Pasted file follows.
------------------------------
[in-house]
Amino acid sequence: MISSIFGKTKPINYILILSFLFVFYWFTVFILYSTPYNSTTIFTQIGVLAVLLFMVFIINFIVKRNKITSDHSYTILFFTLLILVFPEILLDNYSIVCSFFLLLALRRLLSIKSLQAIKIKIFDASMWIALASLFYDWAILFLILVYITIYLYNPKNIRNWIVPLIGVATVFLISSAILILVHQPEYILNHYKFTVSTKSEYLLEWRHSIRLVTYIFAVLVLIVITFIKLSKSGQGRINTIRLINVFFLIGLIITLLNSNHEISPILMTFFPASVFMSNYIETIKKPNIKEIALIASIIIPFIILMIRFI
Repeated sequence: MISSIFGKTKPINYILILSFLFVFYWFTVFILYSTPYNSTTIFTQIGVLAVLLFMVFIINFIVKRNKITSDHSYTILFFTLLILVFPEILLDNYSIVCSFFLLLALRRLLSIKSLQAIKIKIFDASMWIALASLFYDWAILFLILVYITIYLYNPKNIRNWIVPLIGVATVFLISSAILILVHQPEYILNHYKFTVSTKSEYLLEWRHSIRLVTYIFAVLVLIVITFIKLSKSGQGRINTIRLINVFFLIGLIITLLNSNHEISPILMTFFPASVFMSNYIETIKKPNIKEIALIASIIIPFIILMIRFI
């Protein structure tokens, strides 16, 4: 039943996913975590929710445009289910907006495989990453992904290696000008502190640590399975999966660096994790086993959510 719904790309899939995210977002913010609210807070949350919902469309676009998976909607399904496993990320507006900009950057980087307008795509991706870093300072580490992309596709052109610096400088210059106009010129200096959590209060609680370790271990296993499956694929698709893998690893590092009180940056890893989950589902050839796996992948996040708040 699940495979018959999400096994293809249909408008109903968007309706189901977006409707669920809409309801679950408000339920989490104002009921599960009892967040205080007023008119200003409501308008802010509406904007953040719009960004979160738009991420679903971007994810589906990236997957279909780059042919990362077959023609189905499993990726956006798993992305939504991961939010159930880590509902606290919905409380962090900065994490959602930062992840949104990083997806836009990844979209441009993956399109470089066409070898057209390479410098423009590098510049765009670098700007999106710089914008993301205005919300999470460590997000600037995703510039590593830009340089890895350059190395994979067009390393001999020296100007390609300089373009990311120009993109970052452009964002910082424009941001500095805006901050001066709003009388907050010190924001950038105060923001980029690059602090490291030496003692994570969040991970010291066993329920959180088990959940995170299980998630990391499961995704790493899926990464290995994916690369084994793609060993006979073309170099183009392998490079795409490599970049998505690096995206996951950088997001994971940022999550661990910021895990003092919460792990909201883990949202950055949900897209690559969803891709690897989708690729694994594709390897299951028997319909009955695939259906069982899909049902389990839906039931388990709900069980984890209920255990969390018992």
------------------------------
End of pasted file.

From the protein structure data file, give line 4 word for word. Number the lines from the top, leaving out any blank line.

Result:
């Protein structure tokens, strides 16, 4: 039943996913975590929710445009289910907006495989990453992904290696000008502190640590399975999966660096994790086993959510 719904790309899939995210977002913010609210807070949350919902469309676009998976909607399904496993990320507006900009950057980087307008795509991706870093300072580490992309596709052109610096400088210059106009010129200096959590209060609680370790271990296993499956694929698709893998690893590092009180940056890893989950589902050839796996992948996040708040 699940495979018959999400096994293809249909408008109903968007309706189901977006409707669920809409309801679950408000339920989490104002009921599960009892967040205080007023008119200003409501308008802010509406904007953040719009960004979160738009991420679903971007994810589906990236997957279909780059042919990362077959023609189905499993990726956006798993992305939504991961939010159930880590509902606290919905409380962090900065994490959602930062992840949104990083997806836009990844979209441009993956399109470089066409070898057209390479410098423009590098510049765009670098700007999106710089914008993301205005919300999470460590997000600037995703510039590593830009340089890895350059190395994979067009390393001999020296100007390609300089373009990311120009993109970052452009964002910082424009941001500095805006901050001066709003009388907050010190924001950038105060923001980029690059602090490291030496003692994570969040991970010291066993329920959180088990959940995170299980998630990391499961995704790493899926990464290995994916690369084994793609060993006979073309170099183009392998490079795409490599970049998505690096995206996951950088997001994971940022999550661990910021895990003092919460792990909201883990949202950055949900897209690559969803891709690897989708690729694994594709390897299951028997319909009955695939259906069982899909049902389990839906039931388990709900069980984890209920255990969390018992």